In her brilliant reflection on what Thatcher accomplished, “There is No Alternative” – Why Margaret Thatcher Matters, Claire Berlinski writes that “Margaret Thatcher often seemed like an exceptionally gifted actress playing the role of Margaret Thatcher.” If so, The Iron Lady reflects an exceptionally gifted actress playing the role of an exceptionally gifted actress playing the role of a lifetime. Thatcher was character in motion; Streep plays a character who exemplified character. It is an exhilarating performance. But the truth is even more amazing.
In 1979, the year Thatcher came to power, Western countries were struggling with crippling stagflation; they were burdened with oil prices that had quadrupled since 1973 and high levels of taxation; Soviet and Chinese proxies had expelled the United States from Vietnam, overthrown governments in Latin America, seized power in multiple countries in Africa and the Arabian peninsula; American diplomats were held hostage in Iran, and the Soviet Union invaded Afghanistan, a possible prelude to a further move into Saudi Arabia. Jimmy Carter’s responses were a malaise speech, a warning against “our inordinate fear of Communism,” and a boycott of the Moscow Olympics.
In Britain, the social and economic situation was especially dire. Unemployment was high and inflation out of control; people felt society was breaking down; the economy was controlled by unions, strikes were rampant, the currency had been devalued, public services were shabby, taxes were confiscatory, per capita income was half that of the countries Britain had saved or defeated in World War II. It was, as Thatcher had said in a 1976 speech, “close to midnight.”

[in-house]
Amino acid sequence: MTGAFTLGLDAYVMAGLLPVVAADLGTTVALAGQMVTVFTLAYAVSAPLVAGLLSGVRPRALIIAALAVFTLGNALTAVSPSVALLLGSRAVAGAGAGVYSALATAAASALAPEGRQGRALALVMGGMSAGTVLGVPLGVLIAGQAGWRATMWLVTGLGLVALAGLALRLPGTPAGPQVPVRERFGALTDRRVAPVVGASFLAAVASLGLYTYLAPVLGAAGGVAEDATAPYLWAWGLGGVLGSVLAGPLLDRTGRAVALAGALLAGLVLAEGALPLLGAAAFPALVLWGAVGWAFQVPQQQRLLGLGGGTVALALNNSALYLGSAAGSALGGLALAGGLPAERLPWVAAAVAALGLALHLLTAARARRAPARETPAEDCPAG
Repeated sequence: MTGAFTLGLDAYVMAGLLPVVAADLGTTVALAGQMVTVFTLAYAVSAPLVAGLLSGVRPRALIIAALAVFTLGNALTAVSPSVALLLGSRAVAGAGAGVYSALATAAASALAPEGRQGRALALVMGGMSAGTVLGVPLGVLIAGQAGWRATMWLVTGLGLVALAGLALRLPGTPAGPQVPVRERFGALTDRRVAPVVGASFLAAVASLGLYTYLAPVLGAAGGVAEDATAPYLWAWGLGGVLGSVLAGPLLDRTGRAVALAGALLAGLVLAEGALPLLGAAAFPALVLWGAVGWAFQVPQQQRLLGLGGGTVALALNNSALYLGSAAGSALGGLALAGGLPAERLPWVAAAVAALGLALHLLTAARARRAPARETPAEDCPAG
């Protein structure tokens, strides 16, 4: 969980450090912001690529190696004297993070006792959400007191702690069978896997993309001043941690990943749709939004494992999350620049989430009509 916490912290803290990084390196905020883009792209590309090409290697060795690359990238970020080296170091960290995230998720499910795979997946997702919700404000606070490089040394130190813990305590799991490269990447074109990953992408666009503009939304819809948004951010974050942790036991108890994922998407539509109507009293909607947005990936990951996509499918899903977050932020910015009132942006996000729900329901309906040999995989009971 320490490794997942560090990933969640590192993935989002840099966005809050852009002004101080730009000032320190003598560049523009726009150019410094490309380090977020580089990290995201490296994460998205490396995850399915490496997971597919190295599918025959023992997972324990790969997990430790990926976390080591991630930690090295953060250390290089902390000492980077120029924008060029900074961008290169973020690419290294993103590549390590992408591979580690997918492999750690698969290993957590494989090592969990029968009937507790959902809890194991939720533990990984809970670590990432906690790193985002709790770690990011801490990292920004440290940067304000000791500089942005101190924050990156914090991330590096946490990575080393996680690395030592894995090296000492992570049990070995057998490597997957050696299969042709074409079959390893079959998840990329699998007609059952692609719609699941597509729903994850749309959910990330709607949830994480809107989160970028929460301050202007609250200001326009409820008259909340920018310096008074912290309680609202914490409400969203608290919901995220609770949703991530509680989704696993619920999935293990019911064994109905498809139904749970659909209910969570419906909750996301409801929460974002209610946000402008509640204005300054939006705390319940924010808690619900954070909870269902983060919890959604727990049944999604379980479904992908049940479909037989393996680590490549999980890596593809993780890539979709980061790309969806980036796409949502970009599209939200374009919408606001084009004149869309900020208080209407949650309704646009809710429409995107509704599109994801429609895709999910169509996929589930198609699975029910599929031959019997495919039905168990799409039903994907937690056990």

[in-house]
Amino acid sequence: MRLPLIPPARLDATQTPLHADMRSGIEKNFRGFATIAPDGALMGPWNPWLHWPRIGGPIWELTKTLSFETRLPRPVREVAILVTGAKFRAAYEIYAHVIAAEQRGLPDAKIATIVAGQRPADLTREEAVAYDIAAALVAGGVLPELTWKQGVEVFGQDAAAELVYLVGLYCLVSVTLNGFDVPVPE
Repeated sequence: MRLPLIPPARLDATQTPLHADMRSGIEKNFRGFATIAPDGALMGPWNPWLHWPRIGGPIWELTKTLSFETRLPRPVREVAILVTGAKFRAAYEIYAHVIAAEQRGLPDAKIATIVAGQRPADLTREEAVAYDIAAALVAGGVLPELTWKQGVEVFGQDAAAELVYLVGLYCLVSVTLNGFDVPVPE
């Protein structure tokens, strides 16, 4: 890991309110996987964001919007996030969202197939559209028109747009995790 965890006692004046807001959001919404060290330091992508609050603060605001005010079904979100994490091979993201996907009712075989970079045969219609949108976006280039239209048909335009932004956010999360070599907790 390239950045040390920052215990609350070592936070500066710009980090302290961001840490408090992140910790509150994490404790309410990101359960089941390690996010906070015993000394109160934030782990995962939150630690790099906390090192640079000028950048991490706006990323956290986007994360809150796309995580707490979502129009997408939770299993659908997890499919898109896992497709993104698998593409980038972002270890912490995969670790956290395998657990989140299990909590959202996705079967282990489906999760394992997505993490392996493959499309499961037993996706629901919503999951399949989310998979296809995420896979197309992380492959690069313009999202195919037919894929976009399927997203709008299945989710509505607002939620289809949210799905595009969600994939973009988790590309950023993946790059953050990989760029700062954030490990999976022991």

Not that anyone who omits Current TV from their regular TV viewing would notice (and that’s talking about most people), but word on the Old Media Street is that the love affair between Al Gore’s Current TV and their prized anchor Keith Olbermann may have soured – to the point of Olby becoming an on-air no-show during next month’s all-important primary election coverage:
Olbermann “is not scheduled to anchor Current’s coverage of the Iowa caucus or the New Hampshire primary in January;” the network has placed anchors Cenk Uygur and Jennifer Granholm in that position, along with the head of the network, Al Gore. And despite having been hired to be a part of special reports, as well, Olbermann has not been around. What’s more, Olbermann’s program will actually not run on Monday, January 2 and in its stead will be a two-hour Iowa caucus preview hosted by Uygur.
This should come as no surprise, given that Mr. Olbermann has done for Current TV’s audience numbers what the Black Death once did for Europe’s population ones. But you could also say it’s hardly remarkable because it’s simply Olby being Olby.
We were driving from Sanbona Reserve– which is just outside of Montagu, South Africa, and about 100 kilometers from Namibia– to Cape Town on Route 62. In the van were my husband, son and daughter-in-law, and my 6 year old grand daughter who had nodded off almost as soon as we hit the highway. “Did you drive here at night?” the driver asked. “Yes,”I said. “Did the Berryville ghost ride with you?” he asked. “No, what’s that?” I,a firm unbeliever in ghost stories,responded.
“Some years ago,” he replied, ” a young women was riding on this road at night, a passenger on a motorcycle. There was an accident and she was killed. Three months later the operator of the cycle, who had been badly injured in the incident, also died. She’s regularly seen on this road at night, usually she hitches a ride on a motorcycle or passing car, the driver sees her in back of the vehicle over his shoulder, but the next time he looks she has vanished.There have been twenty confirmed sightings.”